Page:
5. Clement Shum on said:

      The novel “Finnie Walsh” by Steven Galloway had many pleasure and interest elements. These elements were mainly about Finnie and why he did what he did. Finnie was definitely an enjoyable character to read about in the book. He would do any mischievous things that people would not know about. Like when Finnie was the one that stole his friend’s fake arm, to teach him that he is better off without it, since it was doing more harm to him than it was doing good. He was also a very protective [...]

    6. Connie D on said:

      This is a charming novel about two boys and their families in a mill town in Canada, following Paul, the narrator, and his best friend Finnie Walsh through their friendship, starting at age seven. The boys bond over hockey, but this book is about friendship, family, tragedy, guilt, repercussions, eccentricities, love, and loyalty. It also has magical elements: foreseeing the future and making choices based on what is foreseen. It's also about dealing with Ahabs and other dangers, including crazy [...]

    7. Lucile Barker on said:

      1. Finnie Walsh by Steven GallowayPaul Woodward, the narrator of the story, is a working-class boy, while Finnie’s father owns half the town, including the mill where Paul’s father works. Both boys are hockey mad and work with each other to improve their skills. After a freak accident in the mill (Mr. Woodward loses an arm), the Woodwards are struggling financially, and Paul has a new little sister, Sarah, whose presence is felt throughout the book. Paul’s older sister, Louise, and his fat [...]

    8. taylor o'shea on said:

      There is something about this book. It felt so friendly, so affably inviting, welcoming. Something about the genuineness of the characters and their relationships with one another. Something about the progression of the plot through out the childhood and teenage years of two boys. Something about watching them grow and prosper. Something about this book lead me to read it in a matter of two days. Maybe it was my undying love for hockey. Or maybe it was Finnie Walsh telling her to persist. Whatev [...]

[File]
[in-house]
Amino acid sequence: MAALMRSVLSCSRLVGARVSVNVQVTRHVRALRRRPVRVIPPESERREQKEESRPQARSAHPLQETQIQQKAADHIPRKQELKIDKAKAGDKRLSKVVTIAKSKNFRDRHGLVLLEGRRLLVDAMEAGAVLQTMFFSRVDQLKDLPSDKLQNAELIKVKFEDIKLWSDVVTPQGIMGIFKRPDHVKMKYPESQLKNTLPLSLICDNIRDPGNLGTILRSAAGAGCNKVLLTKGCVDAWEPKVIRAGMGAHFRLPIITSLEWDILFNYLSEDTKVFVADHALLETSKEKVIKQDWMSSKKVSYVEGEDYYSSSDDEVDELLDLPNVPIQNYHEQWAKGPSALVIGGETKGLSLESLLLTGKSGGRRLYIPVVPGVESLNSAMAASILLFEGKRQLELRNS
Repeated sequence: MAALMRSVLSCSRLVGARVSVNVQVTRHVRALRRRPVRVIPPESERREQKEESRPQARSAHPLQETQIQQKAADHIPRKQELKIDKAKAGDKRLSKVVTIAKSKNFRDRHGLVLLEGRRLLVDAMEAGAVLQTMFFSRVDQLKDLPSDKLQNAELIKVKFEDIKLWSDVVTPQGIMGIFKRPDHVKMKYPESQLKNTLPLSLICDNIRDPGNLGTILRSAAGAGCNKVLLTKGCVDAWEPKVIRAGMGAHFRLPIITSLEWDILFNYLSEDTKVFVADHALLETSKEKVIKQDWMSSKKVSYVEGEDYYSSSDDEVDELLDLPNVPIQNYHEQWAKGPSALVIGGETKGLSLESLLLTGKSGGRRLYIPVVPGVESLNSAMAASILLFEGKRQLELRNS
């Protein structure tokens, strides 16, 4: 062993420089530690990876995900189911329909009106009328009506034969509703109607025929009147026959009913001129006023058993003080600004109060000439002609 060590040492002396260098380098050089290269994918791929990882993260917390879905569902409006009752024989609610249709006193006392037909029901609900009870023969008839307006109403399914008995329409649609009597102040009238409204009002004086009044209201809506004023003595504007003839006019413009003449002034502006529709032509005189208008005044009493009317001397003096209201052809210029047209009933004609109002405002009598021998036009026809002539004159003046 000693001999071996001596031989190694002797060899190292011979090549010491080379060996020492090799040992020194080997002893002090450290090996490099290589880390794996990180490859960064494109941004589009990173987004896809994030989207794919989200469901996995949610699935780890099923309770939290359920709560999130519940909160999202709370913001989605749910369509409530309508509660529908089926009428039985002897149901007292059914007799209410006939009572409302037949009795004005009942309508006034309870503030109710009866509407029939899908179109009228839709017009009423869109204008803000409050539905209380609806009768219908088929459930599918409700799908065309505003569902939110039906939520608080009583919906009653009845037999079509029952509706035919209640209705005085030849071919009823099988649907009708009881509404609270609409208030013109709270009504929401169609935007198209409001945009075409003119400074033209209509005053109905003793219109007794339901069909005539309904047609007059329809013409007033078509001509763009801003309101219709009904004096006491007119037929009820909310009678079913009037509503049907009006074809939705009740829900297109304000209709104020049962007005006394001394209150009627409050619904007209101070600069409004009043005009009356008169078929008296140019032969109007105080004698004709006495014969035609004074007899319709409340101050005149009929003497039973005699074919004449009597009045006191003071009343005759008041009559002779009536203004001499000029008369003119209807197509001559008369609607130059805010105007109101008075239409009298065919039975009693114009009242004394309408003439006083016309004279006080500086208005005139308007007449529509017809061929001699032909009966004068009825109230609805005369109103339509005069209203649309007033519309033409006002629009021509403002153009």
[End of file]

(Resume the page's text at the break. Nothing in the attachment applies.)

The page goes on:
9. Crystal Allen on said:

      My friend recommended this book to me. I thought she was crazy. It's about little boys who like hockey. I'm not a hockey fan and I didn't think I would be able to relate to these hockey obsessed little boys. Was I ever wrong. This may be my favorite coming of age story ever. The relationship between Paul and Finnie is so great that anyone will be able to see themself and their best friend in these characters. I've recommended this book to countless people who have come back and said how much the [...]

    10. Debbie on said:

      I love Steven Galloway! This book is so unlike the Cellist of Sarajavo (which is probably one of my top 20 books). It is the story of small town Canada in the 80's. A coming of age story of two boys, one the son of a rich widower and the other the poor son from a loving family, and their love of hockey. This book was a little A Prayer for Owen Meany and a little A Christmas Story, without being a rip-off of either. It had the same black humor mixed with bizarre episodes in the narrative. The end [...]

    11. Ellen on said: